The Registered Retirement Savings Plan (RRSP) was created in 1957 and is the oldest of the registered accounts. In fact, you can deduct the amount you invest into an RRSP from your annual taxable income, up to 18% of the previous year’s income, or $26,010. Unused contributions can also be accumulated. However, when the money is withdrawn from the RRSP, the contribution room associated with the amount withdrawn is lost forever. An RRSP is therefore a means to defer taxation on the sums deposited, as well as on any gains made on the sums deposited. But it is impossible to fully escape taxes with an RRSP, and the logic behind this system is simple. In reality, the intent is that we should be withdrawing these amounts when we are retired and our taxable income is therefore very likely lower. That’s why we should pay less tax.

 

Why is there an RRSP season?

The RRSP does not derive its advantage from being able to accumulate its contributions, but from the reduction in taxable income. Based on this principle, it is important to remember one essential thing: Each year, you lose the opportunity to reduce your taxable income 60 days after the end of the previous one.

In other words, you can contribute to your RRSP all year because it has no deadline. However, the 60-day timeframe allows you to reduce your taxable income from the previous year thanks to the RRSP. For example, in 2019 you had until March 1 to reduce your taxable income for 2018.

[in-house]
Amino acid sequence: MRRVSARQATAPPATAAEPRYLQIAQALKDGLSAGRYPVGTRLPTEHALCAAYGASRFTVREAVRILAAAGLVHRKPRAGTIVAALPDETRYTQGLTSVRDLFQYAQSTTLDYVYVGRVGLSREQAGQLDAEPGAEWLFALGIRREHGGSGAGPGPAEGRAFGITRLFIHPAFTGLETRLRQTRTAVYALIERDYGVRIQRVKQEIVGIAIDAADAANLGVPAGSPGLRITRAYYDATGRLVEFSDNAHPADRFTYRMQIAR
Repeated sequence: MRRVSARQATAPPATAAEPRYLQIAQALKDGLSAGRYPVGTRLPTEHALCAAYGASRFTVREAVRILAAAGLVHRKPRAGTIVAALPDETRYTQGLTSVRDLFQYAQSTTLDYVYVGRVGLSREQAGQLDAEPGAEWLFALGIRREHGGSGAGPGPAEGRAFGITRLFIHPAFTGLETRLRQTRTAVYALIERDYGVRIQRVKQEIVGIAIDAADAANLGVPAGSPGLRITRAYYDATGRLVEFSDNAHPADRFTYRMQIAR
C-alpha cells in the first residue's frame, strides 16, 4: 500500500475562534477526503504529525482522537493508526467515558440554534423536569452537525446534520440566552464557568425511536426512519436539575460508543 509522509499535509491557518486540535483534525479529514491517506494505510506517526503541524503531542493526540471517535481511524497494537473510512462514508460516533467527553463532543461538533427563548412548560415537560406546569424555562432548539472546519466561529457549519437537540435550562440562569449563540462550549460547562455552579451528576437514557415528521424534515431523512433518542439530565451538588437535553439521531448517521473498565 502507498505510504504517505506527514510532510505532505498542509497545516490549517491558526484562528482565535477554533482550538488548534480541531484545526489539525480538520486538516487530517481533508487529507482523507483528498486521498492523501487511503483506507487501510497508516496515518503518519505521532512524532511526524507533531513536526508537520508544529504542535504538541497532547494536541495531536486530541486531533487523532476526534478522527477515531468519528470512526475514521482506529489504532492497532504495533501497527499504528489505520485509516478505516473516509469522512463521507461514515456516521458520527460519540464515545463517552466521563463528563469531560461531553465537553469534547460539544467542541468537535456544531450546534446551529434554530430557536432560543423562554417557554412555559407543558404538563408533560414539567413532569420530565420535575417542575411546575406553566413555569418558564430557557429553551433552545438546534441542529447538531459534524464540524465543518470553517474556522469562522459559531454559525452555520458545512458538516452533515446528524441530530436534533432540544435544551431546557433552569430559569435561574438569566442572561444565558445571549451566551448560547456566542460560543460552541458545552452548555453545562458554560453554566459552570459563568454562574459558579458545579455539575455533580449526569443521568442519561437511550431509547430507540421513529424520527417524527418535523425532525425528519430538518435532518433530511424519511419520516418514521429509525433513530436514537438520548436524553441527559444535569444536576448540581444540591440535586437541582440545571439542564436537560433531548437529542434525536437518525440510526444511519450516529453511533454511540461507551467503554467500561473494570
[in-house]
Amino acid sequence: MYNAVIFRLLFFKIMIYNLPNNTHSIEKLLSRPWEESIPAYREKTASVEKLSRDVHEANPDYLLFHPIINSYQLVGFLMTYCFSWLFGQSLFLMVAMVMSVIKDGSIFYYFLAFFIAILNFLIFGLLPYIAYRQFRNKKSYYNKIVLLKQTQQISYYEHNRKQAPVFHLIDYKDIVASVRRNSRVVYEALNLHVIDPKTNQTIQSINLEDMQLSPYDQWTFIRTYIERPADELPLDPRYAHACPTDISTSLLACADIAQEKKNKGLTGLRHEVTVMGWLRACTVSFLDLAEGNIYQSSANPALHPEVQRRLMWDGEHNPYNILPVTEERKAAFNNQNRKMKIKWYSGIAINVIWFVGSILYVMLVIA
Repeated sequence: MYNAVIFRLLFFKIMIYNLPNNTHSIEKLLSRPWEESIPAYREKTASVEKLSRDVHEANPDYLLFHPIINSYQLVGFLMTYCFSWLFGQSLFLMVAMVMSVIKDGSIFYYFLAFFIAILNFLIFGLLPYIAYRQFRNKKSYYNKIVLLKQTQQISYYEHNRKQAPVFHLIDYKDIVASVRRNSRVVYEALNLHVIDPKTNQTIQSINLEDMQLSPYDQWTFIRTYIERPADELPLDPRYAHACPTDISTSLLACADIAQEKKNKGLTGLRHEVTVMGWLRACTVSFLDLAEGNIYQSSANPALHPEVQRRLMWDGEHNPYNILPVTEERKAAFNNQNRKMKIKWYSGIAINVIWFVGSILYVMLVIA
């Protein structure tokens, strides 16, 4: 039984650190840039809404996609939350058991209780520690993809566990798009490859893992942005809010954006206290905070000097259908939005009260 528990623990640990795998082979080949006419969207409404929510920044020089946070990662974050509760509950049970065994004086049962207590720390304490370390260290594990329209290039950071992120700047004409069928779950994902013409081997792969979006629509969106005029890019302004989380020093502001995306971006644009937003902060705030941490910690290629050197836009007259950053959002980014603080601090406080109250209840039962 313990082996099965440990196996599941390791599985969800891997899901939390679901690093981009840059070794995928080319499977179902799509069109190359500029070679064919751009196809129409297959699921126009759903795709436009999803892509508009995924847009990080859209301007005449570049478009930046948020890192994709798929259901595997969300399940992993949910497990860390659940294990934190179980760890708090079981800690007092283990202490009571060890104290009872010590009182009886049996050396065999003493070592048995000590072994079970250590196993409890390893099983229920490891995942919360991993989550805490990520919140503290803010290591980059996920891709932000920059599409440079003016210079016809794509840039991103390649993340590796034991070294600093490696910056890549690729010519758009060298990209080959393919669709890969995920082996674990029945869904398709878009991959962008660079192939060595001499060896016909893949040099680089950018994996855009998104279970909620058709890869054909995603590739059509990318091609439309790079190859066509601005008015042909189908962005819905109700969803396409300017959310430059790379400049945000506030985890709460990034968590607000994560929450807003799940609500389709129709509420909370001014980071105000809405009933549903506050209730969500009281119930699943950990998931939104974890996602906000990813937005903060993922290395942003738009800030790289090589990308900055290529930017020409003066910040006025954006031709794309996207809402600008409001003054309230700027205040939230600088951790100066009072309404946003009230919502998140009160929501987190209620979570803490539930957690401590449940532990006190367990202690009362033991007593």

RRSP account limits

Likewise, with an RRSP, sooner or later you are going to have to pay tax on the money invested. Also, because this money will have grown in the account, you may pay even more taxes in the future. What’s more, the money you take out of your RRSP will be taxed as income. So be careful if your returns are exceptional. In fact, you may end up with less money when withdrawing money from your RRSP than if you had invested it in a TFSA. The RRSP’s tax advantage stems from the fact that we generally have less taxable income at retirement.

 

What if you don’t retire?

If you’re going to retire after you turn 72, it could definitely cost you more in taxes. In fact, an RRSP account must be emptied no later than the year you turn 71. And if you end up making more at that age than today, you could be taxed more on this money than you would have been if you had decided not to contribute today. This is why you need to be vigilant and have foresight when choosing an RRSP.

 

Use your RRSP to purchase a home or return to your studies

You should know that RRSP accounts are not just a way to prepare for retirement. In fact, under the Home Buyer’s Plan (HBP), you can withdraw up to $25,000 from an RRSP to pay the down payment on your first home, for example. But that’s not all! Usually, when you think of saving for education, you think of a Registered Education Savings Plan (RESP) rather than an RRSP. Nevertheless, it is useful to know that you can withdraw a total of $20,000 (annual limit of $10,000) from your RRSP to pay for your studies, thanks to the Lifelong Learning Plan (LLP). The condition is that you must repay the amounts withdrawn back to the RRSP within a specified time frame.

 

The rules for repaying the LLP and the HBP

  • First, there’s a repayment period of 15 years for the HBP and 10 years for the LLP.
  • Under the HBP, you have 2 years from the first withdrawal to start repaying the RRSP.
  • Under the LLP, you have a maximum of 5 years from the first withdrawal to start repaying the RRSP.

 

In summary

If you decide to opt for an RRSP, don’t hesitate to consult our comparison tools for online brokers and robo-advisors, most of which offer RRSP accounts.

 

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